Nathaniel Rateliff & The Night Sweats (2015)
I Need Never Get Old/Howling At Nothing/Trying So Hard Not To Know/I've Been Failing/S.O.B./Wasting Time/Thank You/Look It Here/Shake/I'd Be Waiting/Mellow Out
This is one of those albums that receives considerable critical acclaim and is deemed "cool" to be into by the cognoscenti. Nathaniel Rateliff appeared on the Jools Holland show too, which always adds to that impression that an artist is worthy of a listen - you know, Seasick Steve, and that other bearded bloke who plays the blues and the like. Who am I thinking of? Oh yes, Rag'n'Bone Man. Rateliff is also generously bearded too, as it would happen. He has been around since 2002 playing bluesy rock, but this album is one that broke him ti to getting the sort of critical credibility mentioned above. It was released on the legendary Stax Lebel too.
From the first notes, however, one realises that the hype is justified. This is a bit more than any run of the mill album. A totally infectious bass line leads in to the wonderful, vibrant I Need Never Get Old, some Southside Johnny-style brass kicks in from Rateliff's large band and then his warm, soulful voice adds its confident tones to what is a great opener. Howling At Nothing is a marvellous Otis Redding-style soul thumper, with one hell of an addictive feel to it. Make no mistake this is great stuff. The quality continues with the muscular, pulsating Stax-y grind of Trying So Hard Not To To Know. Rateliff's voice is gruffly exhilarating on this bluesy, Southern soul slow burner.
I've Been Failing is another powerful, bassy number, featuring some honky-tonk barroom piano and another effortlessly soulful vocal from Rateliff. He has a Van Morrison-esque ability to sound ad hoc and almost live when singing, and he exudes a feeling of being in total control of his band. This song is probably his most obviously Morrison-influenced one (from the early seventies Celtic soul period).
S.O.B. starts with some sonorous, deep drums and gospelly handclaps before it literally breaks out like a bat out of hell before dropping down to the rhythm again and then is is back up again. A very unusual, inventive song. I have never really heard its like before. Yes, the music is revivalist in many ways, but in other ways it is quite unique.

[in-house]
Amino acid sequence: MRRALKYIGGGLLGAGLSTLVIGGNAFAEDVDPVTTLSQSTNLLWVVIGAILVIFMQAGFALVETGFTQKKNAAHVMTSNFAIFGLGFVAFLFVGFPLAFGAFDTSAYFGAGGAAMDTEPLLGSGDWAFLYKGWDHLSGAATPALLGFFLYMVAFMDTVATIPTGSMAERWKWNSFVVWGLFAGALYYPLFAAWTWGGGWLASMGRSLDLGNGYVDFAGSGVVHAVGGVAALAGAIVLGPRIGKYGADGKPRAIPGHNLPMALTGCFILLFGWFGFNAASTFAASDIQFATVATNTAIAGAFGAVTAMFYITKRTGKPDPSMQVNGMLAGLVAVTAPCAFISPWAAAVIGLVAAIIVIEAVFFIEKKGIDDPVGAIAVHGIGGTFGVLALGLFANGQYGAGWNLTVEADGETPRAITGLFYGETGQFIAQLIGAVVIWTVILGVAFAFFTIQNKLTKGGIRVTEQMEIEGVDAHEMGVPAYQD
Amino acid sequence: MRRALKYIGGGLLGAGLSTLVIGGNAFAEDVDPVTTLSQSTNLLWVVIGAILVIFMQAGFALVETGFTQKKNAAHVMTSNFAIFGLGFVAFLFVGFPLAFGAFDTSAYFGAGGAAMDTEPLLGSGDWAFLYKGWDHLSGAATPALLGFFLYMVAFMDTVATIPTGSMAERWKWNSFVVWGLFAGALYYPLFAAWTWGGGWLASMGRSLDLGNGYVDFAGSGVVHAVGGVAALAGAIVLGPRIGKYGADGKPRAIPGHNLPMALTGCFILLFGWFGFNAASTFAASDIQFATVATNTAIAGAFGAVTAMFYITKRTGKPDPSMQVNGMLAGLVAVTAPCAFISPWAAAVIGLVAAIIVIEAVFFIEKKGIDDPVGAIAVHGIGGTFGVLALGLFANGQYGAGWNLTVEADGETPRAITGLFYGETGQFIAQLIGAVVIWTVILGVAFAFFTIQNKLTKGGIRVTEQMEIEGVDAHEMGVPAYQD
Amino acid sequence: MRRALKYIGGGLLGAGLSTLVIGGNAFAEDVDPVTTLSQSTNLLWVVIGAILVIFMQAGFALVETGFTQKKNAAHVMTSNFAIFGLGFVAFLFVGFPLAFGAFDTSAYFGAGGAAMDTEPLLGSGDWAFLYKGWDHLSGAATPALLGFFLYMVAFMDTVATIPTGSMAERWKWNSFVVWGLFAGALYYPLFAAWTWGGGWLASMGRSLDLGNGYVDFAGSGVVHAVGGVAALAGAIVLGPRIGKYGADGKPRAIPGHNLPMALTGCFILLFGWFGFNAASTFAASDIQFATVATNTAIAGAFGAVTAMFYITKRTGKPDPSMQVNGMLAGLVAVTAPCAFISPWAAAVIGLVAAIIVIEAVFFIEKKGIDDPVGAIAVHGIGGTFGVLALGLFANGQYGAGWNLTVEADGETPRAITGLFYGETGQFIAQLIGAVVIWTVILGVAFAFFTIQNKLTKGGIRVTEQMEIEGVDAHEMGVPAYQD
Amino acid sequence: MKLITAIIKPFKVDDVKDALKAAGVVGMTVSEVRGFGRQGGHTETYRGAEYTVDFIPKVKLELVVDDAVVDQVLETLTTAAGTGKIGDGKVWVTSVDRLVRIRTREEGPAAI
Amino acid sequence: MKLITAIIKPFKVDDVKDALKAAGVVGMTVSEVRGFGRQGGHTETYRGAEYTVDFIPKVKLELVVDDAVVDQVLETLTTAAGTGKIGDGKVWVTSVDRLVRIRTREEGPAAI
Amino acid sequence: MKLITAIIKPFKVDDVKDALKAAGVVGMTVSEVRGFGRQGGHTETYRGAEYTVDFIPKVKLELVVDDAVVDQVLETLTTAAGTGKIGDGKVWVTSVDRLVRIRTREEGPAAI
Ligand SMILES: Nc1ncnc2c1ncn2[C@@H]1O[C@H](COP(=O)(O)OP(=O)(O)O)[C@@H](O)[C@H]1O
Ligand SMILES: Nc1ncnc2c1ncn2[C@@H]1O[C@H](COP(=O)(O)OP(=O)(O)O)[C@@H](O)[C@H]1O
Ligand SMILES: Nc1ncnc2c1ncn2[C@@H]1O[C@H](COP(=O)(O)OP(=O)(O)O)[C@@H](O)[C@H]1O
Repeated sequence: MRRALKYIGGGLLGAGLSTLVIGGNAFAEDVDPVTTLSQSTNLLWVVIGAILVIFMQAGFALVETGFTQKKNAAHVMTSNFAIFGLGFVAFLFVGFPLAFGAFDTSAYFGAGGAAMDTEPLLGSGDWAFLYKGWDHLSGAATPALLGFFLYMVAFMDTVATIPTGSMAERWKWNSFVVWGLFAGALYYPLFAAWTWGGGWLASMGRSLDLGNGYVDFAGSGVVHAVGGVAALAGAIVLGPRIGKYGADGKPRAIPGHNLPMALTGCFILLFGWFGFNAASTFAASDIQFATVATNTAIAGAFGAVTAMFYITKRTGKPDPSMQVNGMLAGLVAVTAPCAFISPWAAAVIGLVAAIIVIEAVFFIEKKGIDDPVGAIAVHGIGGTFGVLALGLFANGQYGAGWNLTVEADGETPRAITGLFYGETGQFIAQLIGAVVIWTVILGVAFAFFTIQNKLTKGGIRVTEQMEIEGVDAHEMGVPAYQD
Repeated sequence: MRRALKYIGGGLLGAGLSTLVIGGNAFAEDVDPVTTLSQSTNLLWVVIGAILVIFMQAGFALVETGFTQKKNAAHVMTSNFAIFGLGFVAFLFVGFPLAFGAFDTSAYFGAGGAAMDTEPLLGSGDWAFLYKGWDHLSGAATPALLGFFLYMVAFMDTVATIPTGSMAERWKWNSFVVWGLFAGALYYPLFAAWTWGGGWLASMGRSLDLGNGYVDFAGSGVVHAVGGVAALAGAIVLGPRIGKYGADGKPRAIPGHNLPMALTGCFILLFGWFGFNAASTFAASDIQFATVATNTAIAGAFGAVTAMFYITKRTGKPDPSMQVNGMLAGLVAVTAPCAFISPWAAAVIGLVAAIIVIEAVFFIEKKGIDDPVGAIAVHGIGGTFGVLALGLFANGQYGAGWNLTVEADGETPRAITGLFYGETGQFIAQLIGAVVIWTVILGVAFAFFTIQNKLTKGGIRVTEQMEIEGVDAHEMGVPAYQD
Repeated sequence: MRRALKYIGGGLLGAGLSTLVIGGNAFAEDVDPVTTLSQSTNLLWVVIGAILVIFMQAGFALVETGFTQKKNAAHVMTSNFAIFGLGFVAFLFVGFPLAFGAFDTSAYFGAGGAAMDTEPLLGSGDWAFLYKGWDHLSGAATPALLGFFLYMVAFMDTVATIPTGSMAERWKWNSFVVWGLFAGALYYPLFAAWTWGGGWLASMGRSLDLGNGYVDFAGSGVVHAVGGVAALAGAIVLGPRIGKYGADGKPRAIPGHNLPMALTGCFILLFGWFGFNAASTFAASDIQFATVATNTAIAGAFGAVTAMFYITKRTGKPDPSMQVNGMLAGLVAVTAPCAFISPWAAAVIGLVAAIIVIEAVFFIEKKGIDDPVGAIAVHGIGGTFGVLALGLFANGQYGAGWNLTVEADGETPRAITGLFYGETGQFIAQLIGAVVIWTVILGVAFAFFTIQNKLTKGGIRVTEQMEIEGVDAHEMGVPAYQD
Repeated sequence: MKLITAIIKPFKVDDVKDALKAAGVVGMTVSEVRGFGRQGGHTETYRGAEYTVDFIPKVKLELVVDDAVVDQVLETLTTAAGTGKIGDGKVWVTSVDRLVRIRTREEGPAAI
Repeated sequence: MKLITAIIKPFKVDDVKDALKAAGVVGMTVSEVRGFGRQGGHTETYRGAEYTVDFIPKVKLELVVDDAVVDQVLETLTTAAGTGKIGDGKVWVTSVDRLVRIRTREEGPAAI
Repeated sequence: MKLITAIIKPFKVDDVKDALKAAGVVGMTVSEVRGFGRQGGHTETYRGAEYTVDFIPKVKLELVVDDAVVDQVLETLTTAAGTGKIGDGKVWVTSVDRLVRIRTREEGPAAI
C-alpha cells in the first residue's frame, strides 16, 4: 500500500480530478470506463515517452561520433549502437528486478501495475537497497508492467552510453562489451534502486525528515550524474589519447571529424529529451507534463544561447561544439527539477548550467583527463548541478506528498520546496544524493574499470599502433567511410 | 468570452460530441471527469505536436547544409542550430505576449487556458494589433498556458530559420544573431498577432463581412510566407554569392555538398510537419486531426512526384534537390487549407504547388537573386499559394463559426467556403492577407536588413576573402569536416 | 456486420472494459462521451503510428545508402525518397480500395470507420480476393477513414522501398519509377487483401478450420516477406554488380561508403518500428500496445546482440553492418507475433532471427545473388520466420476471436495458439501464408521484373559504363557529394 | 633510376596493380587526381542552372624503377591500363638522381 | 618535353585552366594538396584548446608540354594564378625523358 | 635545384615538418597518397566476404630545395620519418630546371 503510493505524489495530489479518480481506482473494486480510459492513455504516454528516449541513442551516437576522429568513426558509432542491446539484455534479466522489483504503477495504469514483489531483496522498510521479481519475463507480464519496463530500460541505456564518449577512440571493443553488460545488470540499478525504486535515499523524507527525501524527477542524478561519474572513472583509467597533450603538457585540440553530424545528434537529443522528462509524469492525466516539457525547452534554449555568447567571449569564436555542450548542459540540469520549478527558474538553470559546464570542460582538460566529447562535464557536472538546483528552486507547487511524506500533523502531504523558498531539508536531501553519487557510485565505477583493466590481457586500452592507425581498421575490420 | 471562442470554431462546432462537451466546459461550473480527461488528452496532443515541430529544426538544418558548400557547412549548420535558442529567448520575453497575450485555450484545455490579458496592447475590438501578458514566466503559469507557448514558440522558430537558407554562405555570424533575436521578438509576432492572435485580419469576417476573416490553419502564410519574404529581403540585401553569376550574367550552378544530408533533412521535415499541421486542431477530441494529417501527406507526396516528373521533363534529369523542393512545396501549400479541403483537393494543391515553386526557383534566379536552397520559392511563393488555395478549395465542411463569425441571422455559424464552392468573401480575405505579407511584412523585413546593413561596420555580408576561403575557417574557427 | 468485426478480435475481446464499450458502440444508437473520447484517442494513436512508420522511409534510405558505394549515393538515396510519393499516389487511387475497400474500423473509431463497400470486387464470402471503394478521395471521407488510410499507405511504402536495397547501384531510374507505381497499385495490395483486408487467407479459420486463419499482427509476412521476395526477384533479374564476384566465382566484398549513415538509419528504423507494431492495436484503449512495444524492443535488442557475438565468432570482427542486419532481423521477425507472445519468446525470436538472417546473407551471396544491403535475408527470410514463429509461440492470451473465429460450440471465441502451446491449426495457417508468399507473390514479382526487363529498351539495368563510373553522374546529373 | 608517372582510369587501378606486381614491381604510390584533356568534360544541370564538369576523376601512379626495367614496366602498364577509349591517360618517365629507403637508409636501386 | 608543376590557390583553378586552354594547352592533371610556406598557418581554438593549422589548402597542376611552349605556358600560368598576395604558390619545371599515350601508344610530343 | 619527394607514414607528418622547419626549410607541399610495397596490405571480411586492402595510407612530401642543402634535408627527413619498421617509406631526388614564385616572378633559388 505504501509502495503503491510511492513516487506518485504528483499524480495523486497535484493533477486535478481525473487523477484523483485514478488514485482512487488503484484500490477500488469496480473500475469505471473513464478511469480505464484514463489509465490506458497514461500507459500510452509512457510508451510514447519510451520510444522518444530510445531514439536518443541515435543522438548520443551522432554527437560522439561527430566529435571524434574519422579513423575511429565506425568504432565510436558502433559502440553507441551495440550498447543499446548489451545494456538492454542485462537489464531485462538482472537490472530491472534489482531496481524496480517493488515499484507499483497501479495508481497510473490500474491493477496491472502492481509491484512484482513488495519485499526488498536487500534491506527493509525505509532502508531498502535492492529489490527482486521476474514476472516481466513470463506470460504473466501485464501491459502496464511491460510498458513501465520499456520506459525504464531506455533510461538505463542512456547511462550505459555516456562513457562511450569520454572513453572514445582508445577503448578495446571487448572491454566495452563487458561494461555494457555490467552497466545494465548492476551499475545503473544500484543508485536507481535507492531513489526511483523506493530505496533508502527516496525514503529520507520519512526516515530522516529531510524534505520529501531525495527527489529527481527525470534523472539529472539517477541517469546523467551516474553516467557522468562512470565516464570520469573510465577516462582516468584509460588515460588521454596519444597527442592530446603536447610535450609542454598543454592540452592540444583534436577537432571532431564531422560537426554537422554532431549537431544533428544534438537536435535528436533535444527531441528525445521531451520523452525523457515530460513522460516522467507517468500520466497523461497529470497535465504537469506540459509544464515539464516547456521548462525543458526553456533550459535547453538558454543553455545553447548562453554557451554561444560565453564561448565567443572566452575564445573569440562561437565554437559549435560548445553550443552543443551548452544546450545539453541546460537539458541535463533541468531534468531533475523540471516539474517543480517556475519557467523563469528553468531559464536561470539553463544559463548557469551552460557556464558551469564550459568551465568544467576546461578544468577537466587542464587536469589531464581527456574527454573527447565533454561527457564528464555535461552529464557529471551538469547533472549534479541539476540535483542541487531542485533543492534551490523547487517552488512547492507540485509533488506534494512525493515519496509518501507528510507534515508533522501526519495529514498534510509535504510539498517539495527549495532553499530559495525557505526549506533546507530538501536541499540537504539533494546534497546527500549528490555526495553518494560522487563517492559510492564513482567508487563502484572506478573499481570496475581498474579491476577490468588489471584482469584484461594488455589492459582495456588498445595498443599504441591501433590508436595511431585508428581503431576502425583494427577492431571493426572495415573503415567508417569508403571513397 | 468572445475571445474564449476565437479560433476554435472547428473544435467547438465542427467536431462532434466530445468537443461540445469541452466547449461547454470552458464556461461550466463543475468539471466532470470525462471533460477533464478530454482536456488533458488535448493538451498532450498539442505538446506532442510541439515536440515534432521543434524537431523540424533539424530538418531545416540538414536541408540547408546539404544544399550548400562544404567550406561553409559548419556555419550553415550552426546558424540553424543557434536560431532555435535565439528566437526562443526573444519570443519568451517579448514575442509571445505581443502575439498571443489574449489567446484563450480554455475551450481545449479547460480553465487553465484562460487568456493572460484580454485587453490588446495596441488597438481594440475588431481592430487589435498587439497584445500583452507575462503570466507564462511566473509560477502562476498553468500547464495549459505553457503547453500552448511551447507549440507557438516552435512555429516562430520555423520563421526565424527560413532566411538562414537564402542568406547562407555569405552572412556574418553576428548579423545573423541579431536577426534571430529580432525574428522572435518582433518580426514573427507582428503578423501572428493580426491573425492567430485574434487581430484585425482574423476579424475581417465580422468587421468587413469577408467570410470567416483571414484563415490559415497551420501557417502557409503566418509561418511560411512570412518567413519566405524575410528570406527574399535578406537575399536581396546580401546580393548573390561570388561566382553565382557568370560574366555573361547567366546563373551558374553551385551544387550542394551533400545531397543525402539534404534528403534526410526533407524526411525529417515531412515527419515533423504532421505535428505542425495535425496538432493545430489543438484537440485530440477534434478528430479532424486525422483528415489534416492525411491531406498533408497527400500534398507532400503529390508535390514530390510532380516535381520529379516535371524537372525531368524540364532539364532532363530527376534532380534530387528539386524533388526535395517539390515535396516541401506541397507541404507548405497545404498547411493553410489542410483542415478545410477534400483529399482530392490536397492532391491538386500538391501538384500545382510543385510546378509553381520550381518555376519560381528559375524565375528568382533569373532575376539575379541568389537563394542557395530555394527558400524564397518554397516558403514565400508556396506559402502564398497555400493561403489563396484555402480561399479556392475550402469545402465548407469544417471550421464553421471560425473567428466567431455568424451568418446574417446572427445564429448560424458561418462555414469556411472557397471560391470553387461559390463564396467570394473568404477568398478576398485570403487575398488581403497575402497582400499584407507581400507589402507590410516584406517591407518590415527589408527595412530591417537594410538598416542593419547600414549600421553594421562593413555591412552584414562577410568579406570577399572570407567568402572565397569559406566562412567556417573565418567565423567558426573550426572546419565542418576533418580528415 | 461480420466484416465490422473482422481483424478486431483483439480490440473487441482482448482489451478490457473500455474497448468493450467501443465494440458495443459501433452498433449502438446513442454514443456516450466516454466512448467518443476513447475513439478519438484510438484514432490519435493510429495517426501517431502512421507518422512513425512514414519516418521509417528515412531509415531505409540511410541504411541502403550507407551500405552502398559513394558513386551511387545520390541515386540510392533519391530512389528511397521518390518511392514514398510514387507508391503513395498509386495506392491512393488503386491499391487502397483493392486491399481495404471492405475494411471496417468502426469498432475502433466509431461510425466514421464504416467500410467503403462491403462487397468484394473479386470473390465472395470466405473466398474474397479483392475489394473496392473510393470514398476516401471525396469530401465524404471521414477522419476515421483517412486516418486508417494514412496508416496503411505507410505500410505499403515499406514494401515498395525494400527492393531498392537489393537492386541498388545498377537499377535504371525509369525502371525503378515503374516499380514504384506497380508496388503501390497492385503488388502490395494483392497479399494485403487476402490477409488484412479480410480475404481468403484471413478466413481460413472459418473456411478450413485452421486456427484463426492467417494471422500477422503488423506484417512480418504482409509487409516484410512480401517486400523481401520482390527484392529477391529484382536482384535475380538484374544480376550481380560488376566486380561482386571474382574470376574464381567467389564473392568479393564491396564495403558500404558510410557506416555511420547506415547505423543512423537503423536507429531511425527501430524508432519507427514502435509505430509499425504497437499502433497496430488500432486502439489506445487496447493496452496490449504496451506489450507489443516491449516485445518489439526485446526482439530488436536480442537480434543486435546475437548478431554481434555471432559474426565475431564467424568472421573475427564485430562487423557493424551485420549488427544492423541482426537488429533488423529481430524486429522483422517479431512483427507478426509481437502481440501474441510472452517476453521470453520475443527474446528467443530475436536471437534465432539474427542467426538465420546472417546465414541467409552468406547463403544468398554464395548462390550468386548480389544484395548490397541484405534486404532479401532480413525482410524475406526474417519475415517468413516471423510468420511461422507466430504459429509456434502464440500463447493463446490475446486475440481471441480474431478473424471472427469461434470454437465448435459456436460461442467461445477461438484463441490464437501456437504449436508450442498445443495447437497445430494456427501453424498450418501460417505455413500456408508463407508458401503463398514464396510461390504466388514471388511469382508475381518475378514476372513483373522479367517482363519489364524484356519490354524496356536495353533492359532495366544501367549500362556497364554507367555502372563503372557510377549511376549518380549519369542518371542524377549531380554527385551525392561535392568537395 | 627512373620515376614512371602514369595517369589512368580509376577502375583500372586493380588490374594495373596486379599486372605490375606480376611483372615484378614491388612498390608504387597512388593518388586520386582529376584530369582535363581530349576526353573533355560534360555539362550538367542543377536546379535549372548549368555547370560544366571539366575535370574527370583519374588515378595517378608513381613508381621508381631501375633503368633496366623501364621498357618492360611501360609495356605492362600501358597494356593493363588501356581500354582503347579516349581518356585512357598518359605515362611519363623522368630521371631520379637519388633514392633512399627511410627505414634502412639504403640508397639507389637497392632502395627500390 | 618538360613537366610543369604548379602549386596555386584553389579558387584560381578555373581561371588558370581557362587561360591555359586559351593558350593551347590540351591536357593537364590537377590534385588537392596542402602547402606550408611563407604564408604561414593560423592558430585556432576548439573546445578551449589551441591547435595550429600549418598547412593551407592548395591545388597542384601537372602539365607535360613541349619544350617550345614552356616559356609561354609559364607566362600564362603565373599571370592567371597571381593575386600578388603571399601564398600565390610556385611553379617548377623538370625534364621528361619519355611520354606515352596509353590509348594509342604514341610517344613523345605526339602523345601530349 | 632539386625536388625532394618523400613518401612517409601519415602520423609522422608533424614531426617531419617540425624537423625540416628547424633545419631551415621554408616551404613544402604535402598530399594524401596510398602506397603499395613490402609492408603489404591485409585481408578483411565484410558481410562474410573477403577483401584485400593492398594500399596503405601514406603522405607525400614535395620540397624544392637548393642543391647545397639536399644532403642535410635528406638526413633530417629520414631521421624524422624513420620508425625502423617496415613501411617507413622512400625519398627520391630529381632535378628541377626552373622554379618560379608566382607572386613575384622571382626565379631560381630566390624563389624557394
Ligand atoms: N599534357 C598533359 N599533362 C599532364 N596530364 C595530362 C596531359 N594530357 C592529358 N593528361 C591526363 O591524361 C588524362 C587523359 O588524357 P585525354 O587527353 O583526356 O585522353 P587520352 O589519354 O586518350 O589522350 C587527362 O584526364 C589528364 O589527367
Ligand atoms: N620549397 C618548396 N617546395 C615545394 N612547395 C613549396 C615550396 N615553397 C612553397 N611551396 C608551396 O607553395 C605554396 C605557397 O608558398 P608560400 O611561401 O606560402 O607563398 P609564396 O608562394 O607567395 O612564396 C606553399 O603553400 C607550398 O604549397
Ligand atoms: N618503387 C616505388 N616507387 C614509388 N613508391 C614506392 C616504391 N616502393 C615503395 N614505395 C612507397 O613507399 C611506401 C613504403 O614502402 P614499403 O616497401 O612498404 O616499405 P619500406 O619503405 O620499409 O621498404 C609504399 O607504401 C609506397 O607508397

Wasting Time has Rateliff channelling his inner Morrison again with an Almost Independence Day-style insistent backing drum beat, some killer country steel guitar and a seriously good vocal. Thank You is a bit repetitive, but has a catchy mid-tempo soulful beat. Look It Here has such a Southside Johnny-influenced horn intro. It just rises up and lifts the spirits. A pounding Stax bass rhythm and swirling organ adds to the appeal of this corker of a track. Shake is a delicious slice of swampy blues. I'd Be Waiting has a late-night jazzy feel to it. Mellow Out is a fetching, catchy soully number to end on. What a great album.
Tearing At The Seams (2018)
Shoe Boot/Be There/A Little Honey/Say It Louder/Hey Mama/Babe I Know/Intro/Coolin' Out/Baby I Lost My Way (But I'm Going Home)/You Worry Me/Still Out There/Tearing At The Seams/I'll Be Damned/Boiled Over
After a truly excellent first album from his Night Sweats band (he had released other earlier albums but not with this band), generously-bearded Nathaniel Rateliff returns with another dose of horn-driven, bluesy, original r'n'b rock. Rateliff had been releasing Americana-style rock for about ten years before reinventing himself with this large ensemble as a 1960s soul revivalist. This made him "credible" and he became one of the artists people like to name-drop and say they saw live, and so on. His albums are excellent, though, although you get the impression that he is one of those Springsteen, Southside Johnny-type artists who are infinitely better on stage, coming alive in away they just do not so much in the studio. (On the cover he looks like a Mennonite elder as opposed to a soul rocker, though).
The opener, Shoe Boot is a slow-tempo, almost funky slow burner, with echoes of Little Feat all over it. Be There has some authentic Memphis, Stax-sounding horns, while A Little Honey has a an infectious rhythm and a genuinely soulful vocal from Rateliff, who, it has to be said, has a great soul voice. Say It Louder is just sumptuous, with a delicious Steve Cropper-influenced guitar backing and an irresistible Atlantic/Stax soul feel to it. This is the sound that Steven Van Zandt and The Disciples of Soul tried to achieve back in 1983. Rateliff does it even better, with a fuller, bassier sound.
Hey Mama is another stonkingly good track - Blonde On Blonde-era Dylan meeting Astral Weeks and Celtic soul period Van Morrison with Southside Johnny's Jukes on horn backing. Yes this material is derivative, but it is damn good.
Babe I Know is very much early early seventies Morrison, right down to every small vocal inflection. Throw a bit of Sam Cooke in there too. Intro is a huge, thumper of a track. Seriously good stuff. Check out the organ break. Those horns too - wow.
Those horns rise up again on Coolin' Out. Some killer guitar on this one too. Baby I Lost My Way (But I'm Going Home) has an infectious groove to it as indeed does the rumbling, bassy You Worry Me. Van Morrison's influence is back, big time, all over Still Out The Running, with real echoes of Madame George on the vocal delivery, and Daring Night too. Tearing At The Seams ends the album and actually is probably the most unremarkable of the songs on there. Overall, however, this is another highly recommended album.